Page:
Phospholipid Synthesis and Transport in Yeast

Georg Achleitner, Günther Daum

Institut für Biochernie und Lebensmittelchemie, Technische Universität, Petersgasse 12/2, A-8010 Graz, Austria

Article history:

Received September 12, 1997
Accepted May 28, 1998

Key words:

phospholipid, biogenesis, cellular membranes, cellular organelles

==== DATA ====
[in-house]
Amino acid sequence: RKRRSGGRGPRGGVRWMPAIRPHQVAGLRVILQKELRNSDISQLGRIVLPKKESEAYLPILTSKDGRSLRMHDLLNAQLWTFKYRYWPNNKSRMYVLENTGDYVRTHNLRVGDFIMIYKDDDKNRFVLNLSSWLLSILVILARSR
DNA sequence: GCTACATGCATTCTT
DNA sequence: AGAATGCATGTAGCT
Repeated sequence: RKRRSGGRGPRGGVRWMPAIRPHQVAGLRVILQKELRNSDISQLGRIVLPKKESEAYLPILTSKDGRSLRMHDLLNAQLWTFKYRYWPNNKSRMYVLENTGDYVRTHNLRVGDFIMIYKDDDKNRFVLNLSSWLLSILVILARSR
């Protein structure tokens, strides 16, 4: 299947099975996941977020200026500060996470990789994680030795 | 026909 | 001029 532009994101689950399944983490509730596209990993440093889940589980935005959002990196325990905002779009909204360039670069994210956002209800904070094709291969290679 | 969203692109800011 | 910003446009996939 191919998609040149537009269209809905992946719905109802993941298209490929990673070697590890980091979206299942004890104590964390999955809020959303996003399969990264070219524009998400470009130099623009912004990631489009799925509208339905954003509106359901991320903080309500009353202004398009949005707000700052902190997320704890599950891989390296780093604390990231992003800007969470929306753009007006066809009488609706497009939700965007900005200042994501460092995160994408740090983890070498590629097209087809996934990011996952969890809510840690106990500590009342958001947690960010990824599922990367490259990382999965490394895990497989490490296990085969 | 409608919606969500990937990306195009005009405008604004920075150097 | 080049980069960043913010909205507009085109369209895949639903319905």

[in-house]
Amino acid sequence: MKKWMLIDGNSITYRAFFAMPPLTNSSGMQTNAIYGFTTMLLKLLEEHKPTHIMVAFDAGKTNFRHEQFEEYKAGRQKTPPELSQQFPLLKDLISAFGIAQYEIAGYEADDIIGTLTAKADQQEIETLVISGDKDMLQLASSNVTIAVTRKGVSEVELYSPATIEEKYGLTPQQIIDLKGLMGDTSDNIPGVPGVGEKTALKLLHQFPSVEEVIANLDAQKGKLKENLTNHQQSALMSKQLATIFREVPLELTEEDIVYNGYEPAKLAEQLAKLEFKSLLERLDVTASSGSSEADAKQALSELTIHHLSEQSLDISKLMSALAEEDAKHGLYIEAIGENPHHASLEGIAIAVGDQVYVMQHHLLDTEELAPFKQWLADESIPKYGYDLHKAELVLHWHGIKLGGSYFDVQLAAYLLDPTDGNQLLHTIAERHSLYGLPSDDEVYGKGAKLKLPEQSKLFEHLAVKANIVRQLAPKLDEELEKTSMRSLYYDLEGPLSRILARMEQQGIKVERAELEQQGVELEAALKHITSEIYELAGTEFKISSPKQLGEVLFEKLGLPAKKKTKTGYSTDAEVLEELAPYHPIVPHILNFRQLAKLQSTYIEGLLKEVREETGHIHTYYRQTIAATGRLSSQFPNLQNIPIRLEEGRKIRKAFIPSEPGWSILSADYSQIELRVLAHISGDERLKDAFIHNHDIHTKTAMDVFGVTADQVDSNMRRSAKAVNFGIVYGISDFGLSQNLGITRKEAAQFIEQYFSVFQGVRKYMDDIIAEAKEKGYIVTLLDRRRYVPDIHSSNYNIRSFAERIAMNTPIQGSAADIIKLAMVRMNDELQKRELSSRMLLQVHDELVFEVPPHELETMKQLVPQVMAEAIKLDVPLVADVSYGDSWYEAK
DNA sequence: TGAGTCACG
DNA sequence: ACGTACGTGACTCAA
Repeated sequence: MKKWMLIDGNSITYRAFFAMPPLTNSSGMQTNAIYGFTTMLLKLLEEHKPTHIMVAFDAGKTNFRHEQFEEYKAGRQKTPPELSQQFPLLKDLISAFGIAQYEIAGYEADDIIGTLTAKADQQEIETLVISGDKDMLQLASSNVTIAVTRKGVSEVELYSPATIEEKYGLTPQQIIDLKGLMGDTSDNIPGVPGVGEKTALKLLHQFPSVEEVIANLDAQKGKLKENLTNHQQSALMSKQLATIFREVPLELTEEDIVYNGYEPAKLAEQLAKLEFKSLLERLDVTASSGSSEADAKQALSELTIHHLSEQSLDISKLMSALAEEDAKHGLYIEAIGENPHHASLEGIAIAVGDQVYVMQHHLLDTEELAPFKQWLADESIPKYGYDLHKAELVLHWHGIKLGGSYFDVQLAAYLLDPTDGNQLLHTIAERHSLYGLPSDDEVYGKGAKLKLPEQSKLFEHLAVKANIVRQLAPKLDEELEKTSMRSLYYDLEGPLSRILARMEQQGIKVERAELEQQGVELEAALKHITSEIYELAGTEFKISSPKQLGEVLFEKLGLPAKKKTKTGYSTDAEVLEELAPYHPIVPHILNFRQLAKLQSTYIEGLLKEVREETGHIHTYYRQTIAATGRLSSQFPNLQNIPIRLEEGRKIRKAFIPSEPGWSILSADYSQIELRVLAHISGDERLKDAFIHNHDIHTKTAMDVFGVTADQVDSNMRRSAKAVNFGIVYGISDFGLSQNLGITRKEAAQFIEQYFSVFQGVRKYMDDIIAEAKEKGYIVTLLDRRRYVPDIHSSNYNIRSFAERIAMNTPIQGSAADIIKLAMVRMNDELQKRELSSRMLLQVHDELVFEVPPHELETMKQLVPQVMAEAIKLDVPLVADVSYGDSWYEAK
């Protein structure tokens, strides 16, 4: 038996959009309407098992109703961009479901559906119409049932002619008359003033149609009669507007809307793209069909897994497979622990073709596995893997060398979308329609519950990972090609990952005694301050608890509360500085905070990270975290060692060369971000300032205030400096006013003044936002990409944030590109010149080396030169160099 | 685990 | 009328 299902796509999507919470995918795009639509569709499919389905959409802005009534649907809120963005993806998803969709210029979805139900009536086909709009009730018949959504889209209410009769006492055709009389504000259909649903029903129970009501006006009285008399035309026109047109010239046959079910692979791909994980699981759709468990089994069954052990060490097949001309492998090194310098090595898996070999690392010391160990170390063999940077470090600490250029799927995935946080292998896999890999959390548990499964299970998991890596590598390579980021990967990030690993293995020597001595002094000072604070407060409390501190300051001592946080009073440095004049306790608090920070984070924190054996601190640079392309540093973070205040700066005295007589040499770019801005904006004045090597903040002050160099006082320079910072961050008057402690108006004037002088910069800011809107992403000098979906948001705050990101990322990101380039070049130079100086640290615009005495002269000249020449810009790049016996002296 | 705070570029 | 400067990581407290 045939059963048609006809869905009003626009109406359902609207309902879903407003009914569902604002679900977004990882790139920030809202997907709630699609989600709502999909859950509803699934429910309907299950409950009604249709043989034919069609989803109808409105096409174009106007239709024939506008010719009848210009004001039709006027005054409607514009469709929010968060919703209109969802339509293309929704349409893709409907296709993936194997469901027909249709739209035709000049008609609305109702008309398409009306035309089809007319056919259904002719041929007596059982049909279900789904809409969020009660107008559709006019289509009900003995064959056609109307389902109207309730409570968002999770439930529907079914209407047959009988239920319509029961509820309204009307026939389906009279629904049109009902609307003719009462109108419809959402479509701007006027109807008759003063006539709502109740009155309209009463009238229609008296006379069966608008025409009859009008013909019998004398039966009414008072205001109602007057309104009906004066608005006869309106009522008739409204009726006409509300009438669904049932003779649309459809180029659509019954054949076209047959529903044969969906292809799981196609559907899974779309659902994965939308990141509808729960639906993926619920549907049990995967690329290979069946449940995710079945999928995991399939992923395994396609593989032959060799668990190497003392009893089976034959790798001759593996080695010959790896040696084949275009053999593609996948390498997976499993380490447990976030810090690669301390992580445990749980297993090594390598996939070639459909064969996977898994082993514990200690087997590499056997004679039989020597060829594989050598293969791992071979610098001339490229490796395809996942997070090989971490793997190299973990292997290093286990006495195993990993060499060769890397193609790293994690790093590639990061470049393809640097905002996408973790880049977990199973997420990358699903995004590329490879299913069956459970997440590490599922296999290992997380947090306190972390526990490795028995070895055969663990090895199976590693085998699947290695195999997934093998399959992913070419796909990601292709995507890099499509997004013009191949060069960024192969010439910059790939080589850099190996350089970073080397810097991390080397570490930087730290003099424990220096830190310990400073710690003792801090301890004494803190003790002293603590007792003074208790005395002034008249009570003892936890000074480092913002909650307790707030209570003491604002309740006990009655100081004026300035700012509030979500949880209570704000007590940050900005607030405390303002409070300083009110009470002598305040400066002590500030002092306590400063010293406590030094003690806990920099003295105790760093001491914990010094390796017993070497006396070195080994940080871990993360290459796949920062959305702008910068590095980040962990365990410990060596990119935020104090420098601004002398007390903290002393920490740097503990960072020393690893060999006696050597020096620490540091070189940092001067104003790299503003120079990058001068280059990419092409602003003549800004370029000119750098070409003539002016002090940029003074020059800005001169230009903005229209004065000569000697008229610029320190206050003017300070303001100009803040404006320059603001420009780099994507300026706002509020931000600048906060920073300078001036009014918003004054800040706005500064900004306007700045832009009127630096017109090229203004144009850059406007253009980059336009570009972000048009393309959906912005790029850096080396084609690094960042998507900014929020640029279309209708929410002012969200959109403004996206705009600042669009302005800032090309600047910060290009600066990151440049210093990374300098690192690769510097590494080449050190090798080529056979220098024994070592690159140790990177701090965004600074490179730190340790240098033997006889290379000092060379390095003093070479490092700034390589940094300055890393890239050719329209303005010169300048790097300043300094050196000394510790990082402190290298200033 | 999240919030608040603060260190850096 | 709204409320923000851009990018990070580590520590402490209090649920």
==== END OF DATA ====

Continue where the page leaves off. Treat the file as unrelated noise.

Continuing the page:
The yeast Saccharomyces cerevisiae is a suitable system to study cell biological and molecular biological problems of organelle biogenesis. Synthesis and correct distribution of phospholipids are essential prerequisites for the assembly of functional membranes. The majority of enzymes involved in phospholipid biosynthesis is located in the endoplasmic reticulum. In addition, certain steps of phospholipid synthesis occur in mitochondria, Golgi and lipid particles. Interplay of these organelles is required to maintain a balanced cellular level of phospholipids. A prominent example of organelle collaboration is the sequence of biosynthetic steps of amino-glycerophospholipid synthesis, which occur in a concerted action of the endoplasmic reticulum, mitochondria and probably the Golgi. Intracellular flow of lipids is necessary for the flux of intermediates between organelles that contribute to lipid biosynthesis, and for the supply of lipids to membranes that are unable to synthesize their own lipids. Protein-catalyzed lipid transport, vesicle flux and lipid translocation via membrane contact are possible mechanisms of lipid migration zoilhin the cell. Experimental evidence suggests that contact between organelles appears to be most important for lipid transport between subcellular compartments.

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